With much of the U.S. economy in question, many are wondering what their bankruptcy options might be going forward. Chapter 13 bankruptcy is one bankruptcy option. One of the biggest advantages of a Chapter 13 bankruptcy is that it puts a stop on any current foreclosure filings. If you are finding it difficult to make your mortgage payments, it might be an option for you.
What Is a Chapter 13 Bankruptcy?
Chapter 13 bankruptcy, also referred to as a wage earner’s plan, is a type of debt relief plan that allows individuals to consolidate their debts and make one single debt payment each month. The benefits of a Chapter 13 bankruptcy include:
- Easier to track debt payments
- Frees up income to repay important debts, like mortgages
- Give you the opportunity to begin rebuilding your credit
- Saves homeowners from foreclosure
Chapter 13 is a type of repayment that reorganizes debt. It does not remove debt.
How Does a Chapter 13 Work?
Once approved for Chapter 13 bankruptcy, you will work with your petitioner to create a repayment plan. This is based on:
- Who your debtors are and how much you owe them
- Source of your income
- Your properties owned
- Your current living expenses
The petitioner will also take your tax situation into account when determining a realistic repayment plan. You will then take your repayment plan in front of a judge, who will determine the fairness of the plan. It can be useful to work with an experienced bankruptcy lawyer when creating this plan.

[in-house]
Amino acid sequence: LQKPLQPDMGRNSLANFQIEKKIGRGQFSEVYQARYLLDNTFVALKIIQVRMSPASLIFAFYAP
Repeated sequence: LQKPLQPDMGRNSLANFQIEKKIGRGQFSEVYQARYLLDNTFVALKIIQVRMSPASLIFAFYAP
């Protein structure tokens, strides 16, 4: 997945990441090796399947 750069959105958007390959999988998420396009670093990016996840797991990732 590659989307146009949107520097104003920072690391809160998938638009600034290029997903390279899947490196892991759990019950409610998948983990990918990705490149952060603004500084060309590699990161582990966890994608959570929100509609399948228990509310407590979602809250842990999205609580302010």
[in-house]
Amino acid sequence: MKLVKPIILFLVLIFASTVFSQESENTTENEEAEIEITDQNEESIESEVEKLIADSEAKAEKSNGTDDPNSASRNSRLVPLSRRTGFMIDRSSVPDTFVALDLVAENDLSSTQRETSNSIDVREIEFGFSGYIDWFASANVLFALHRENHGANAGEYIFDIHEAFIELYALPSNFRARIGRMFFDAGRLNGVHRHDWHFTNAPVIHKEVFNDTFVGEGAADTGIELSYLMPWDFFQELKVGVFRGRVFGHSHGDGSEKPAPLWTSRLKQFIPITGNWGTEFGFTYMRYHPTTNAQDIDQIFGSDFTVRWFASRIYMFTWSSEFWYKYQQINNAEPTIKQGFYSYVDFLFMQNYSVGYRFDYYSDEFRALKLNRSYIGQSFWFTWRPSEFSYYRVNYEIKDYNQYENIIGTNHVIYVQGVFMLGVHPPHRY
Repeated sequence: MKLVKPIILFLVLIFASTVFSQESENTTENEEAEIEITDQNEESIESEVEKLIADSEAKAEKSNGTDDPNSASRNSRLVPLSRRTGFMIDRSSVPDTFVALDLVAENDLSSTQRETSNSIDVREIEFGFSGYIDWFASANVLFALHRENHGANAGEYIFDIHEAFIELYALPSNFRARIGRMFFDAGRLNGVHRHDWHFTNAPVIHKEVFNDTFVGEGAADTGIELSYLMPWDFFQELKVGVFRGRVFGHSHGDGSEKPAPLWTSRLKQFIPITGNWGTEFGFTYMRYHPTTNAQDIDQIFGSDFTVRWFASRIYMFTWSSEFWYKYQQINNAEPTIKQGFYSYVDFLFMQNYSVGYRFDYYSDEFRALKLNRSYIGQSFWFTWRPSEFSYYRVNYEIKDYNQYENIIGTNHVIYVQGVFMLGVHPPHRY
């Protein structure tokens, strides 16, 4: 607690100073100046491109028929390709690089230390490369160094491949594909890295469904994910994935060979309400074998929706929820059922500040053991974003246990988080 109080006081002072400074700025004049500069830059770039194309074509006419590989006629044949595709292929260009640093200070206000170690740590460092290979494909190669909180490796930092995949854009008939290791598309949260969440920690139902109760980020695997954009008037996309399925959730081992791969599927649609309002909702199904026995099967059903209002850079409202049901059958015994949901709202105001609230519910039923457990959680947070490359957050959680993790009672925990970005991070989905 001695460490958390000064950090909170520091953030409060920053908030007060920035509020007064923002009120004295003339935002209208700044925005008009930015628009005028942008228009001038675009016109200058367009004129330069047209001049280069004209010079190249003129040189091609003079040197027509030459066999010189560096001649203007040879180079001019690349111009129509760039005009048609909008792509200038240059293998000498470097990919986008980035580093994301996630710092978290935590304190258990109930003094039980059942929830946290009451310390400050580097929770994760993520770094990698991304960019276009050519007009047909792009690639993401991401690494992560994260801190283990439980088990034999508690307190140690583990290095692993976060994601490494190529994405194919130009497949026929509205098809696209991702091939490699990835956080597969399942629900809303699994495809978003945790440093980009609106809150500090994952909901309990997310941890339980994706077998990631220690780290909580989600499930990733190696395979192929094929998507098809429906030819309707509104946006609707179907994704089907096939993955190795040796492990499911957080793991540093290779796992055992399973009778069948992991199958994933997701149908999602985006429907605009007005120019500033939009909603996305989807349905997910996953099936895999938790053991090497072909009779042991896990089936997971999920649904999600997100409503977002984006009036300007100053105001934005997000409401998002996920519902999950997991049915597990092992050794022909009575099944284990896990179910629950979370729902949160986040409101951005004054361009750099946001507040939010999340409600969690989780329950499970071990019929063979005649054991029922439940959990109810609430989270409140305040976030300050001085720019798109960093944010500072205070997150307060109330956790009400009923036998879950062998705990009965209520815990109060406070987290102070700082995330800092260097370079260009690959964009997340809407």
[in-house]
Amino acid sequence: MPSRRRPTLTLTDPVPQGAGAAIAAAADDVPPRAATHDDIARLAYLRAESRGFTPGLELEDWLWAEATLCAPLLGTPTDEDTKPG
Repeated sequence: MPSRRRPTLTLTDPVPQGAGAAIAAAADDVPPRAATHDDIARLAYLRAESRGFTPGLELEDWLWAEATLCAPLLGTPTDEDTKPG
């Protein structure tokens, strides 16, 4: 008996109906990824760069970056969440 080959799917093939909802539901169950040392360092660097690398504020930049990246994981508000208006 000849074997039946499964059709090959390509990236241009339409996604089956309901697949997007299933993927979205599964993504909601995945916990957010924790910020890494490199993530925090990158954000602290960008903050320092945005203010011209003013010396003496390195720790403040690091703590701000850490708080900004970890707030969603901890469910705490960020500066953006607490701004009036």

Do I Qualify for Chapter 13 Bankruptcy?
Individuals must meet certain requirements to be eligible for a Chapter 13 bankruptcy:
- You must have less than $394,725 in unsecured debt
- You must have less than $1,184,200 in secured debt
- You must be able to demonstrate that you have income that can be used to pay debt
- You must be current with tax filings
Not everyone will be approved for a Chapter 13 bankruptcy. If you are unsure whether or not you meet the eligibility requirements, it can be useful to discuss your details with a bankruptcy lawyer. The law also requires that all mortgage payments are made on time going forward into the plan. Failing to do so can end the plan, putting you at risk of foreclosure.
How Do I File a Chapter 13 Bankruptcy?
If you believe that a Chapter 13 bankruptcy is right for your financial situation, then you will want to take the following steps:
- Discuss your case with a bankruptcy lawyer
- Determine your eligibility requirements
- Create a repayment plan
- File your petition with your local federal district
New Jersey residents can file their petition at the Clerk of the Bankruptcy Court, located in Camden, NJ. Upon receiving your documents, your case will be assigned to a bankruptcy judge. The process of filing for Bankruptcy 13 and creating a repayment plan that will be granted by the judge is not always easy. But, working with a bankruptcy lawyer can ensure that you meet all due dates and that your petition includes all of the necessary information, increasing your chances that it will be accepted on the first.
Contact a Ringwood Bankruptcy Attorney for a Consultation About Chapter 13 Bankruptcy in New Jersey Today
If you are struggling with debt, you may need a fresh start financially. An experienced bankruptcy and debt relief attorney can help you explore your options and determine the best course of action for you, your family, and/or your business, whether that is Chapter 13 or another bankruptcy option. The experienced New Jersey bankruptcy lawyers at Silverman & Roedel, LLC understand the nuances of New Jersey and federal bankruptcy laws, so we can help you protect your interests. Call us anytime at (973) 772-6411 or fill out the online contact form to schedule a confidential consultation. We have an office conveniently located at 1187 Main Avenue, Suite 2C, Clifton, NJ 07011.
The articles on this blog are for informative purposes only and are no substitute for legal advice or an attorney-client relationship. If you are seeking legal advice, please contact our law firm directly.